I just attended the LT2020 conference in London, it was really great that the trade is making great headway into a brave new world of learning, that will really make great use of technology, tools and the information that underpins it.
As I walked around I made a general observation. The general gist of more-or-less every slogan across the boards there you’ll see words like ‘simple’ ‘easy’ ‘quick’.
Certainly some stuff can be very simple, and its great that things that used to be complex and difficult to achieve (creating video, publishing eLearning for example) are now much easier, quicker and simpler. Win!
But for anything past the production level, Surely it can’t all be that easy!?
Of course we all love simplicity. Business especially. Complexity takes time to unpick, and understand, and is even more difficult to communicate effectively.
As the famous quote attributed to Blaise Pascal in a correspondence with a colleague goes:
“I apologise for this long letter, if I’d had more time, I would have written less.”
It strikes me that inherent complexity and difficulty is a necessary component of understanding! This makes sense from an individual level, certainly, as we know that true learning only comes with effort, but is even more true of organisational learning! My feeling is that we have to be careful that we’re not taking a ‘tools first’ approach, which may bypass the level of effort needed for us to really get to grips with the underlying need.
Let’s take data and reporting as a prime example to explain what I mean, as it’s arguably one of the most complex bits of the learning picture.
As we likely already know, we need to be very aware of the multitude of sins that underpin effective, relevant, meaningful learning, in order to gets to grips with the group/s of learners/workers that we need to reach, and help them not only understand but apply what we need them to learn. To do this we need to look at things not just in terms of content consumption (which is what most systems measure), but how that is retained, applied, forgotten, valued, not just at an individual level, but also in groups and at increasingly wider scales and demographics, that is if we really want or need to diagnose our learning culture…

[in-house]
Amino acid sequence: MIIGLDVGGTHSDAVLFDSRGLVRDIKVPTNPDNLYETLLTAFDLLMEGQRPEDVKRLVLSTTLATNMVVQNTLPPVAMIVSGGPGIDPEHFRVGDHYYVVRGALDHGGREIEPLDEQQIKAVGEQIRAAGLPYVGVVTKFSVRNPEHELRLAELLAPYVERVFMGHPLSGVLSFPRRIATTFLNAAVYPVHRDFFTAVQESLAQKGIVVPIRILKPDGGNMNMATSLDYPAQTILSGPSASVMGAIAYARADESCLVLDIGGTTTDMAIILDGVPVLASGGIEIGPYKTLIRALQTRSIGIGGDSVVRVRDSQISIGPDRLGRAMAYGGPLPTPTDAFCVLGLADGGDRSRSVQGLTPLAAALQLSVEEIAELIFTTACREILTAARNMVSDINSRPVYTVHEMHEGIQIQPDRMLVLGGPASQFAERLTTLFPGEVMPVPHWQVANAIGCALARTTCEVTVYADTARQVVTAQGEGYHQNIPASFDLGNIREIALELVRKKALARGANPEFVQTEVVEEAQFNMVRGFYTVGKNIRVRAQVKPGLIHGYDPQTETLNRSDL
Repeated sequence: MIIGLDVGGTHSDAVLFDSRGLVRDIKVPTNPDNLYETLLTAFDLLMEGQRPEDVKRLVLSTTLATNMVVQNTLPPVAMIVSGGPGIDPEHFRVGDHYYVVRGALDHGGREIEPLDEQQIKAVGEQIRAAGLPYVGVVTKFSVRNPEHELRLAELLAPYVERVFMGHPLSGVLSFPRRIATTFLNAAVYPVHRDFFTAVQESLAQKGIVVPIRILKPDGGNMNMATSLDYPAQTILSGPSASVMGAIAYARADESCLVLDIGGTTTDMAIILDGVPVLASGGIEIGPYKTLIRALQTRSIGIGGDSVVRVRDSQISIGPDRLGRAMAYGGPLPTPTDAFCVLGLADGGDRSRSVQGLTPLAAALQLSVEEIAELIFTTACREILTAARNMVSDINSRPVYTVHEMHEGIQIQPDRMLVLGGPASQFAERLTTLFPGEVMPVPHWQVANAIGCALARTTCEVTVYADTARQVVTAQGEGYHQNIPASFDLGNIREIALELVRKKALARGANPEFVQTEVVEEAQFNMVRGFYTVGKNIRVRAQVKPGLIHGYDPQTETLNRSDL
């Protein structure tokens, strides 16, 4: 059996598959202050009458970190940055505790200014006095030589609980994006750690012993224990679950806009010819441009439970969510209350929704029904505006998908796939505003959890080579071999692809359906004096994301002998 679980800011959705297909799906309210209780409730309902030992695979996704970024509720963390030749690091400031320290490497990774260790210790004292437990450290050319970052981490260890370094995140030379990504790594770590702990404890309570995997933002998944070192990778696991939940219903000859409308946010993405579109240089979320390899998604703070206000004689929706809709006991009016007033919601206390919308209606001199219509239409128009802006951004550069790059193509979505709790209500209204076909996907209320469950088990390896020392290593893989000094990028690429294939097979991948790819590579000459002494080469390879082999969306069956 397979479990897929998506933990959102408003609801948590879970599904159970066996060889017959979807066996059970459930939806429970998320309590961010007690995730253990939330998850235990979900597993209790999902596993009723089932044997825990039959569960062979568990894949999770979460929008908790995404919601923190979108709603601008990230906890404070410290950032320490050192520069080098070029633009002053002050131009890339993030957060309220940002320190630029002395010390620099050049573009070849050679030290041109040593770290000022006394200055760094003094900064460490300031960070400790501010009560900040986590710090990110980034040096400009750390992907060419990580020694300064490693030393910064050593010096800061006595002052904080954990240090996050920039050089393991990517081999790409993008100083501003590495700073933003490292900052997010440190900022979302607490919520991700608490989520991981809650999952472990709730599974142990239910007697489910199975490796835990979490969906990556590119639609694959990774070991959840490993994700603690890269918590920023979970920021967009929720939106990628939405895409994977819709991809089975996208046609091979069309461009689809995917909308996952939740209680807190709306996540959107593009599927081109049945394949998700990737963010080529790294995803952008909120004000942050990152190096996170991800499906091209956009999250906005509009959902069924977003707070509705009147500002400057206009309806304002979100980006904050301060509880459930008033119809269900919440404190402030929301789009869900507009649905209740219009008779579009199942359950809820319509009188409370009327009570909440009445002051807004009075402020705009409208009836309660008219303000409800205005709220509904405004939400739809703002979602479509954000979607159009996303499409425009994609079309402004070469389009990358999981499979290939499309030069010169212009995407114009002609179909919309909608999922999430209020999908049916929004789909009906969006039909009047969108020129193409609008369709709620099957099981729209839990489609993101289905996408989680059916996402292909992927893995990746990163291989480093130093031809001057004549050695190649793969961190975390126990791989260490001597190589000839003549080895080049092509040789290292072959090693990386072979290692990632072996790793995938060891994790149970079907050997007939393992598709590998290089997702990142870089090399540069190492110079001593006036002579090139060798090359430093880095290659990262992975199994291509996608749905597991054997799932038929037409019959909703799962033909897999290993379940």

Putting it simply and crudely; perhaps we should ask ourselves if a line graph showing ‘videos Bob watched this week’ doesn’t perhaps meet the above criteria for understanding a complex learning landscape?
I did have some very good and engaging discussions with some of the vendors on data and dashboard and there’s some really cool developments afoot, and I believe the suppliers in some instances understand the above complexity quite well, however my thesis here is that no matter how slick your dashboards, or how effectively your supplier understands the landscape, there’s no getting away from it. The data, principles & algorithms that underpin a truly empirical approach should be understood by L&Ders.
So here goes….
Some key questions for you to ask yourself, and your vendor:
What are the variables that you really want to measure?